Another Sister Going Deaf
By Tina Blue
March 16, 2002
The deaf fairy has struck again in my family. My youngest sister, Carol, who until last July had excellent hearing, lost much of her hearing in one ear and some in her other ear just over the course of a few months.
Deafness seems to run in the female line of my family. My mother was deaf. So were her mother and several of her mother's sisters. (One of Grandma's brothers was deaf, too, but usually the deaf fairy visits only the women in our family.)
One of my younger sisters has been severely hearing-impaired since childhood. Linda is even deafer than I am, and that's pretty darned deaf.
My hearing loss is caused by Menière's disease. I don't know how many of my deaf relatives also had Menière's, but there does seem to be a genetic component to the condition. I also don't know if my sister Linda's deafness is caused by Menière's, because she's never been officially diagnosed, but I suspect that it is.
When Carol's hearing suddenly deteriorated drastically over just a three-month period last year, she saw an ENT (Ear, Nose, and Throat ) specialist and was diagnosed with Menière's.
Carol's difficulty started with a very disturbing form of tinnitus that sounded like she was listening to her own pulse pounding very loudly. Since then her hearing loss has progressed rapidly. One thing about Menière's, as I know from my own experience, is that its progression varies. Sometimes my hearing will stabilize for months or even years, but then at other times it will get much, much worse over the course of just one or two months. That's what seems to have happened to Carol. Until July, excellent hearing; from July to October, sudden significant hearing loss. That's rough to deal with when you are totally unprepared for it.
Her hearing may stabilize at this level for some time, or it may suddenly start getting worse again quite rapidly. If it stabilizes, she may get by without hearing aids for a while, but eventually, and probably sooner rather than later, she will have to get hearing aids. She teaches eighth-grade English, and eventually she will need hearing aids just to function in the classroom.
I teach college English. (Apparently teaching English runs in the female line of the family, too.) I do function well in the classroom (with hearing aids), but I was able to make my adjustments incrementally over a period of many years. Carol had no prior expectation of hearing loss, and no time to get used to it. As difficult as my adjustments have been, I'm afraid hers are going to be far more difficult. So far she is handling her sudden hearing loss well, both psychologically and practically, but I do worry about what will happen if she has another sudden burst of drastic hearing loss.
Neither Linda nor Carol has yet had the vicious vertigo attacks that are the most florid and distressing symptom of Menière's. Imagine yourself on the fastest-spinning merry-go-round in the world. Now, multiply that by about a thousand, combine it with severe motion sickness, and imagine not being able to stop or slow the spinning sensation for hours at a time, so that you cannot sit up, cannot walk, and really can't do anything but lie face down gripping the bed or the floor, while still feeling that you will fall off at any moment. During an attack, I am totally incapacitated. I cannot even raise my head from the ground (or, if I was lucky enough to be struck while on or near a bed, from the bed).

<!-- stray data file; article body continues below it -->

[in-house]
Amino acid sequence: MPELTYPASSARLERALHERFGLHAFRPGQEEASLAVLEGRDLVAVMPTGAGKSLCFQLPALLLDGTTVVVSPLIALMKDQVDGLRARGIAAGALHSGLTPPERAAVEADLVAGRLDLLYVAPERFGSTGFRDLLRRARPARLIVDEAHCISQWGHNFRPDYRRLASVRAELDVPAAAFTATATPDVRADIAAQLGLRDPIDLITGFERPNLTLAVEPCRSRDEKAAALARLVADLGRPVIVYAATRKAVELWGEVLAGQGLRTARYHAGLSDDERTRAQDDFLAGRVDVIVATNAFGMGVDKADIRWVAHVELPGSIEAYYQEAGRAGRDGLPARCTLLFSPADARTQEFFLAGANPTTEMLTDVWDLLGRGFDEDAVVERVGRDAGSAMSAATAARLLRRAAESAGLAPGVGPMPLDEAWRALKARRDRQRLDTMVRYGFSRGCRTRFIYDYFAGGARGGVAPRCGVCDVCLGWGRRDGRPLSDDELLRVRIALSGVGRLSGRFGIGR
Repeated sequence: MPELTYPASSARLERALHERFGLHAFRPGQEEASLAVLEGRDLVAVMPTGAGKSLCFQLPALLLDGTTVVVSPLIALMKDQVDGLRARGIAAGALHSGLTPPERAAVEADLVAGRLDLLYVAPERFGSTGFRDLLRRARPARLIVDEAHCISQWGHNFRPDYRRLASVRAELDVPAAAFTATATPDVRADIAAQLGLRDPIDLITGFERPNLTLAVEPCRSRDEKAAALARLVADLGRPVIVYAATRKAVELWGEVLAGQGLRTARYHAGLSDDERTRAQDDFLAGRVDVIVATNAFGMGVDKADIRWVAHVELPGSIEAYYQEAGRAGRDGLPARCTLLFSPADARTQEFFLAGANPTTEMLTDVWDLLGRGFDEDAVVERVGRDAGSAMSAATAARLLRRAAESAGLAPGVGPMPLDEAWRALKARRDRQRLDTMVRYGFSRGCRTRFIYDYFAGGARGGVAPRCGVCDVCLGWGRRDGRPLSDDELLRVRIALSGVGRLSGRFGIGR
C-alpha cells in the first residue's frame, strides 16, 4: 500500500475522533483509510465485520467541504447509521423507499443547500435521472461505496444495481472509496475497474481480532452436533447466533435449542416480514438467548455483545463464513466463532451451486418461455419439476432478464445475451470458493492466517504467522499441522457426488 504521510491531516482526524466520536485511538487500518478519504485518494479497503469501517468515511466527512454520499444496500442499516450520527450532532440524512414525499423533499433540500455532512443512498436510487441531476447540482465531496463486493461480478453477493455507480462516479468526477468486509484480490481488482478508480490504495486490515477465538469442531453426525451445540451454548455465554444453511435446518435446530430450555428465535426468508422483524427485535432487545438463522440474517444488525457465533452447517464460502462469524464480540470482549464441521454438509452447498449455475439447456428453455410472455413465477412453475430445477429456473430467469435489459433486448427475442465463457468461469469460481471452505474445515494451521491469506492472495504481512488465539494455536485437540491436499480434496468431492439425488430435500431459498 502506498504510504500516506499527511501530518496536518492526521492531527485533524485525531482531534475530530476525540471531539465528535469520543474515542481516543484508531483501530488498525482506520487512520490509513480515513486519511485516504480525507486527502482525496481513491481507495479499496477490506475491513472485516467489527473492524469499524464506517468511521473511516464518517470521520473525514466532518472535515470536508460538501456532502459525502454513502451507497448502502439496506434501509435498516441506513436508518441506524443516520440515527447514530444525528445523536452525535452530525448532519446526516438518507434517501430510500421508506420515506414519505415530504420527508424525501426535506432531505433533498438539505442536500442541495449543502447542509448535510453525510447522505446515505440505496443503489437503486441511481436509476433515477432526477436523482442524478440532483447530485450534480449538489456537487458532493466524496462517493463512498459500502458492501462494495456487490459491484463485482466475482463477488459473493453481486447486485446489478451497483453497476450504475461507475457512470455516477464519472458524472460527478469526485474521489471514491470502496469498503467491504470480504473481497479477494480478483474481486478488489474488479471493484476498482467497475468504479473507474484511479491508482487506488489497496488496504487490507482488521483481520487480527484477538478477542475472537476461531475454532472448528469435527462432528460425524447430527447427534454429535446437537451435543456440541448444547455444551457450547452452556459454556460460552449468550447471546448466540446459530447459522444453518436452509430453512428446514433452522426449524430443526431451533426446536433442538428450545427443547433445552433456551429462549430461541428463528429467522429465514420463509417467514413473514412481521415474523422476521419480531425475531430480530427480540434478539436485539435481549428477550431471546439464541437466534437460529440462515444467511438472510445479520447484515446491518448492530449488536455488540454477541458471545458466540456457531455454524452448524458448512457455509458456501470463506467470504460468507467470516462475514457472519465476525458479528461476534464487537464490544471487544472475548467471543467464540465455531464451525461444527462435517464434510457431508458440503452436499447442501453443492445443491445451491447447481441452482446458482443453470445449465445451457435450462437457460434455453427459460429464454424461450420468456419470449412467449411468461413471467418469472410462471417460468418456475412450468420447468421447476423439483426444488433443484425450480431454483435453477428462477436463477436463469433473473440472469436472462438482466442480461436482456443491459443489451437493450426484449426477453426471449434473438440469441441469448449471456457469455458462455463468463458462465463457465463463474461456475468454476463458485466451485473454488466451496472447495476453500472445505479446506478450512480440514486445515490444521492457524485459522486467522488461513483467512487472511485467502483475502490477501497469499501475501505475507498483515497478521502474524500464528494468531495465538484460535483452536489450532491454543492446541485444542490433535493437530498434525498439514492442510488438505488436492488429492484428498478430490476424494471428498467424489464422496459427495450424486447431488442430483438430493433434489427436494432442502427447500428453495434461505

I suffered my first attack when I was just 39 years old. Linda is 48; Carol is 47. Eventually their inner ears will probably be sufficiently damaged to cause dizziness attacks, too. Some Menière's sufferers have fewer and less frequent attacks than others, so naturally I'm hoping they will be spared the worst effects of the condition. My own attacks, though quite severe, occur only about four or five times a year. I have read of people who have the attacks much more often than that (sometimes every day!), so I actually feel a bit lucky myself.
The first time I had a vertigo attack, I honestly thought I was dying. That first attack only lasted about three hours, but ever since then they have ranged between 12 and 20 hours. The first time, I was convinced that I had a brain tumor or that I had suffered a stroke, so considering the alternatives, I was actually relieved to get a diagnosis of Menière's.
I've discovered since then that many people mistake their first attack for a brain tumor or a stroke, and that most are as relieved as I was to get a less drastic diagnosis.
Don't get me wrong. Menière's is drastic enough. Though my attacks only come a few times a year, while I am living through one, I can't believe how awful it is. Even worse, I am usually weak and helpless for nearly a full day following an attack. But at least the attacks don't kill me, even if I almost wish I could die when I am in the middle of one, with no idea when it will finally let go of me.
When my sisters start getting Menière's attacks, they will have the small comfort of knowing that they aren't dying. Of course, I can't help hoping that somehow they will miraculously avoid getting the attacks at all. But then again, I had vainly imagined that Carol had actually escaped the family tendency toward deafness.
We do still have one sister who isn't deaf or going deaf (at least not yet). Ironically, the one sister who still has normal hearing is Mame--our oldest sibling. We also have two brothers, but in our family the deaf fairy is not an equal-opportunity deafness-dispenser. She has never visited either of them.